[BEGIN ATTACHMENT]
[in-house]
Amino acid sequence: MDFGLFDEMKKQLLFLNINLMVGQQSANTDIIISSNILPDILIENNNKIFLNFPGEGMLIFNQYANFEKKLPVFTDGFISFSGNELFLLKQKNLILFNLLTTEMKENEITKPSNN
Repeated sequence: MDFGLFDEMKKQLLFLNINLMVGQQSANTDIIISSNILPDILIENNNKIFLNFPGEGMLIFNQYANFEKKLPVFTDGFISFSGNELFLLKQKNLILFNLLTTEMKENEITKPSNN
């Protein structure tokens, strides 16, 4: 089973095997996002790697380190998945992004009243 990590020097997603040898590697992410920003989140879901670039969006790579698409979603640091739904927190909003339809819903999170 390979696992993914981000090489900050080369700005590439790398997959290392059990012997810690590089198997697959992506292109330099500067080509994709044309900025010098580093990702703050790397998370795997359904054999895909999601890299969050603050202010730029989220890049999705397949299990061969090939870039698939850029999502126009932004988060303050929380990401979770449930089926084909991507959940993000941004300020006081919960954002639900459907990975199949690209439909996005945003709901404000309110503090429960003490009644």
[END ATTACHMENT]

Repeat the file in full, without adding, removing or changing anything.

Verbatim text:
[in-house]
Amino acid sequence: MDFGLFDEMKKQLLFLNINLMVGQQSANTDIIISSNILPDILIENNNKIFLNFPGEGMLIFNQYANFEKKLPVFTDGFISFSGNELFLLKQKNLILFNLLTTEMKENEITKPSNN
Repeated sequence: MDFGLFDEMKKQLLFLNINLMVGQQSANTDIIISSNILPDILIENNNKIFLNFPGEGMLIFNQYANFEKKLPVFTDGFISFSGNELFLLKQKNLILFNLLTTEMKENEITKPSNN
């Protein structure tokens, strides 16, 4: 089973095997996002790697380190998945992004009243 990590020097997603040898590697992410920003989140879901670039969006790579698409979603640091739904927190909003339809819903999170 390979696992993914981000090489900050080369700005590439790398997959290392059990012997810690590089198997697959992506292109330099500067080509994709044309900025010098580093990702703050790397998370795997359904054999895909999601890299969050603050202010730029989220890049999705397949299990061969090939870039698939850029999502126009932004988060303050929380990401979770449930089926084909991507959940993000941004300020006081919960954002639900459907990975199949690209439909996005945003709901404000309110503090429960003490009644």